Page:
April 8, 2010
SEATTLE - As the rest of the student-athletes hustled off the field at the Dempsey Indoor, Erik Folk set about his routine. The Huskies kicker grabbed a few of his cohorts from special teams, pulled up the kicking net and began to boom one ball after another through the uprights.
This spring, everything has been about as perfect for Folk as the kicking conditions inside UW's bad-weather practice facility - free of the outside elements. Buoyed by the confidence that came from a spectacular 2009 season, Folk has been able to focus on improving his game rather than fighting pressure in a protracted kicking competition.
Last year, Folk was in a markedly different position. The role of placekicker was up in the air, and Folk was an unknown variable after missing both the 2007 and 2008 seasons due to a myriad of injuries. But after landing the role in fall camp, Folk demonstrated the team's trust in him was not misplaced. He simply responded with one of the greatest seasons in Husky history.
"The consistency that Erik Folk showed last year in the field goal game was fantastic," Sarkisian said.
Overall, Folk hit 18-of-21 field goals and all 35 of his PATs. The .857 accuracy rate ranked up there with Chuck Nelson and Jeff Jaeger, both of whom were All Americans at the UW. But as much as he would like to sit back and relish his place on the mantle of Husky placekickers, the junior knows he has to move forward. That's a big part of his pre-kick mantra, where he puts himself in the present and avoids letting one kick - good or bad - carry over to the next one. One statistic he was pleased to report was that he was a perfect 3-for-3 on field goal attempts after a miss last season. This was a welcome change for Folk, who would let a bad kick manifest in the past.
This doesn't mean Folk has entered spring football complacent. He knew that his boss, Sarkisian, had discussed the Huskies need to showcase more muscle on kickoffs. This was priority No. 1 in the offseason. Folk dusted off his old high school tapes, where the Woodland Hills, Calif., native had fashioned a reputation for his leg strength, subsequently sapped after a surgery that required a medical redshirt.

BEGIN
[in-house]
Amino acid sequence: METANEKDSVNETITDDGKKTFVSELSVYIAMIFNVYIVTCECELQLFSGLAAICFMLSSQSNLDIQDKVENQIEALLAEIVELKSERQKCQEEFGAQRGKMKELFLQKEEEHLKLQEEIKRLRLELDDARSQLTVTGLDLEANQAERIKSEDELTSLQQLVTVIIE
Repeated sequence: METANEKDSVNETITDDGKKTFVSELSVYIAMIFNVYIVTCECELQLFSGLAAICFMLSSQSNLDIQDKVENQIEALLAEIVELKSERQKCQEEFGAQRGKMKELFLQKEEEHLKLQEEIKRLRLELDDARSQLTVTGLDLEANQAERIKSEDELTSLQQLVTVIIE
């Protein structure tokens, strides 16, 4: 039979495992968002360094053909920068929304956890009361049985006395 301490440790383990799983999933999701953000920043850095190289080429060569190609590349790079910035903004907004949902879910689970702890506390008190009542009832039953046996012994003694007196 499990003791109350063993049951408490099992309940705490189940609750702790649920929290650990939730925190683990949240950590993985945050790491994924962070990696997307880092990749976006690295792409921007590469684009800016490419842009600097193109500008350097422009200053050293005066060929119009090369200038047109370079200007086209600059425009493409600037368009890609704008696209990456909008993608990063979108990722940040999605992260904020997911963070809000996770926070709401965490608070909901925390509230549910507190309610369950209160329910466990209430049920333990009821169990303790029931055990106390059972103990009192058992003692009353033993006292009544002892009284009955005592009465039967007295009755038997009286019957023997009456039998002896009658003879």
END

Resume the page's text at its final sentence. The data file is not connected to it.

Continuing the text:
"I wasn't getting good height or distance on my kickoffs, especially after the hip surgery," Folk said. "So I started looking at my old tapes and comparing the two. I definitely noticed some things mechanically I can fix."
Another work in progress is the holding situation on field goals and extra points. His previous holder, Ronnie Fouch, is no longer with the team. Same with the now-graduated Danny Morovick, who was Folk's long-snapper. In the meantime, Folk has been working with WR Cody Bruns (who is new to holding), P Will Mahan and Brendan Lopez, who has been doing the long-snapping. This has thrown a temporary, minor hitch into Folk's mindset, where he has to think about not only the kick but the hold as well.
"That's the biggest thing," Folk said. "Both Cody and Will have been doing great, but it's more me getting comfortable with everybody."
No worries. That all comes with reps, and the Huskies have ample time to coalesce until the kicks start to mean something again on Sept. 4 at BYU.
Folk still recollects on a few of the moments that made 2009 special for him. Two of the biggest takeaway moments from the season were the kick at Notre Dame in the waning seconds to send the game into overtime, and the kick he'll remember for the rest of his life - the game-winner against No. 3 USC at Husky Stadium. After the game, he got a congratulatory call from his brother, former Cowboys and current Jets kicker Nick Folk. And the football is still stashed somewhere in his house, though he's not quite sure it's THE ball.
"I have a ball from that game," Folk said, grinning. "That's all that matters."